The situation on the Korean Peninsula remains highly unpredictable and continues to pose a major threat to regional stability and global security. The North Korean economy is not showing major signs of improvement, and the sustainability of the political system can be questioned.
In the short term, regime change is unlikely as the elite is satisfied, potential opposition has been crushed, and national reverence for the Kim dynasty continues. In the long term, however, a regime collapse might occur, either as a result of changing attitudes among younger generations, local uprisings that spiral out of control, or an internal power struggle after the death of Kim Jong-un.
North Korea is unlikely to abandon its nuclear-weapons programme, implying that little progress should be expected from the Six-Party Talks. Furthermore, the international community has generally conditionalized engagement with North Korea, demanding the regime to abandon its nuclear-weapons programme before considering increased aid or economic cooperation, resulting in the current stalemate.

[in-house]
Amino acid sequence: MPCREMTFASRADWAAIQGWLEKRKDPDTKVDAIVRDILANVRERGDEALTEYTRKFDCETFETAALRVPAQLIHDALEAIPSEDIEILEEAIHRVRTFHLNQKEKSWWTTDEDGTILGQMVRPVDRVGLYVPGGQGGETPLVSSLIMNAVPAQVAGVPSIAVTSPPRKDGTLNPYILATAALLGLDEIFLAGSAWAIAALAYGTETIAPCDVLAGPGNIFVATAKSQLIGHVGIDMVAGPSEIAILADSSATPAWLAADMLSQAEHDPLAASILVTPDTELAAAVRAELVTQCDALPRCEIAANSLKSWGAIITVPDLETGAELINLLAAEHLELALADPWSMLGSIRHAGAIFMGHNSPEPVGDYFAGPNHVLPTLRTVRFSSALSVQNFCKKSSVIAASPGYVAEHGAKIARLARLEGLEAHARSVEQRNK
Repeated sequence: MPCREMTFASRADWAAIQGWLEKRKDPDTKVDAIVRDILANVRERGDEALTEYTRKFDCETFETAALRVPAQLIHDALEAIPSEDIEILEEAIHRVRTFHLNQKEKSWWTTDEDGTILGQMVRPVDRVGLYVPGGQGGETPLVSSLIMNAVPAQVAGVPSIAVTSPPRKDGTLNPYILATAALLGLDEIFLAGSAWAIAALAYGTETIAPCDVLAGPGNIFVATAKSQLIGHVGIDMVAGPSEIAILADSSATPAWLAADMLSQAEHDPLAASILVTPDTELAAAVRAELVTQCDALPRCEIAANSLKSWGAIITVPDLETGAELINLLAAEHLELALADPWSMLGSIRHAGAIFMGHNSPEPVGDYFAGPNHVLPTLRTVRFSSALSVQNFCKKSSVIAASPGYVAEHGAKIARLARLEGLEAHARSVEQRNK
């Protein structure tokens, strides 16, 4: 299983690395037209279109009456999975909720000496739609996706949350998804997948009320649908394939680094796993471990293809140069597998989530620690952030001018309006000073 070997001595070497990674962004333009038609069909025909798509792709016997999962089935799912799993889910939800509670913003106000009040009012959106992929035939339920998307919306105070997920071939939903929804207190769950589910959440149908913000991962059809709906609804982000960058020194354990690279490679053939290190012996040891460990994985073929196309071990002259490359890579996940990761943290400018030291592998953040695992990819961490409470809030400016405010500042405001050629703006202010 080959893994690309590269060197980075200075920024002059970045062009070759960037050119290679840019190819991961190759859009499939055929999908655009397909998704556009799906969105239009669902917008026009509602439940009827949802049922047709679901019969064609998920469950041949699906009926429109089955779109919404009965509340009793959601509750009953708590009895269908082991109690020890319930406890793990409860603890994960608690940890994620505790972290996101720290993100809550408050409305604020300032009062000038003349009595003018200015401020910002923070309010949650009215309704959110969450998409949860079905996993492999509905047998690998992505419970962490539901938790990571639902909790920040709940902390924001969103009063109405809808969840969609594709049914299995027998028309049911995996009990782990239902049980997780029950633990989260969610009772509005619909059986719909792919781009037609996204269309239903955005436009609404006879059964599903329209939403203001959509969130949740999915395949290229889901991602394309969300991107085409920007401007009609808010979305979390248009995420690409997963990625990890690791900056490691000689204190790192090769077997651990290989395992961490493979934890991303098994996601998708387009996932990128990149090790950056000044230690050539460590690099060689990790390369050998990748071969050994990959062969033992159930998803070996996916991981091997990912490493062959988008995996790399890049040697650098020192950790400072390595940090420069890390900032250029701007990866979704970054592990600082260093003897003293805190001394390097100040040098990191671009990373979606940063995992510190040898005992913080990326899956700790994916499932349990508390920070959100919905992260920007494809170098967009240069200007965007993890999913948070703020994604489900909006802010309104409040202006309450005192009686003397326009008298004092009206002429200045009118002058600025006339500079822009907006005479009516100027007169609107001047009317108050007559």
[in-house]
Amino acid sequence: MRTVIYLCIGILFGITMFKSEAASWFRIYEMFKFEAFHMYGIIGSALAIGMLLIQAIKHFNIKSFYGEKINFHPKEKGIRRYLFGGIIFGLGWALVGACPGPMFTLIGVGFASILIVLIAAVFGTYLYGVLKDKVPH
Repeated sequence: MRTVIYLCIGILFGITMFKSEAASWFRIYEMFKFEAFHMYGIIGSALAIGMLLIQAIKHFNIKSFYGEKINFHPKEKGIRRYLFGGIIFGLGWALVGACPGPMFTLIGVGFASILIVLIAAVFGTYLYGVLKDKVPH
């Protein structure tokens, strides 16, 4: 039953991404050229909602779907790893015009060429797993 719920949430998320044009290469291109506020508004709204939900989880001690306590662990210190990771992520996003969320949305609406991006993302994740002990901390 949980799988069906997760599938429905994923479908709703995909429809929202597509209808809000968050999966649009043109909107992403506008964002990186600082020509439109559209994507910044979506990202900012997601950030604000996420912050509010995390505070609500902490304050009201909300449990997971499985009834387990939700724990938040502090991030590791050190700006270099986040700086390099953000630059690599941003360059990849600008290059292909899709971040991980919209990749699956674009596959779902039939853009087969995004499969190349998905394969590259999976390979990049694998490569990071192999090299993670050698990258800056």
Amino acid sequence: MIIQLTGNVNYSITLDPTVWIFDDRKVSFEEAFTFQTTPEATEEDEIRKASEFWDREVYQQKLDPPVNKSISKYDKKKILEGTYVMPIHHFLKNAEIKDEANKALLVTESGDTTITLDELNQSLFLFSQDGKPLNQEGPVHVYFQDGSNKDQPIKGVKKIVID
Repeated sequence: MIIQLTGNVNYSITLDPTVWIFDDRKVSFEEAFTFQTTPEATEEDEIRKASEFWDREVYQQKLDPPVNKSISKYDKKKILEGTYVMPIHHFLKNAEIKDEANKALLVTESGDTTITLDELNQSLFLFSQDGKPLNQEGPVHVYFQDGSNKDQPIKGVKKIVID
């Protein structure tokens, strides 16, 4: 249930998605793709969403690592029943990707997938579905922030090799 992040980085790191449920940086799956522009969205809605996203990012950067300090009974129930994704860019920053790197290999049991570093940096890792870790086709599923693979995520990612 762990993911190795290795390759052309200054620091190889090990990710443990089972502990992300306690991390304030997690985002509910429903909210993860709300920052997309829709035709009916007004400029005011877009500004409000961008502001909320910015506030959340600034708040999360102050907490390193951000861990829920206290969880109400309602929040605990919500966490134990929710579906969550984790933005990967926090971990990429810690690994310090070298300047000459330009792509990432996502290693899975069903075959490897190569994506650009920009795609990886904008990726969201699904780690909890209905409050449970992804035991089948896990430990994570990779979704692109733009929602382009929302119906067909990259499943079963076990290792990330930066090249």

Geo-political and geo-economic competition prevents other regional players from forming a united front with or without the US. New confidence-building measures, such as those launched by South Korea, only offer a glimmer of hope for rapprochement in the longer term.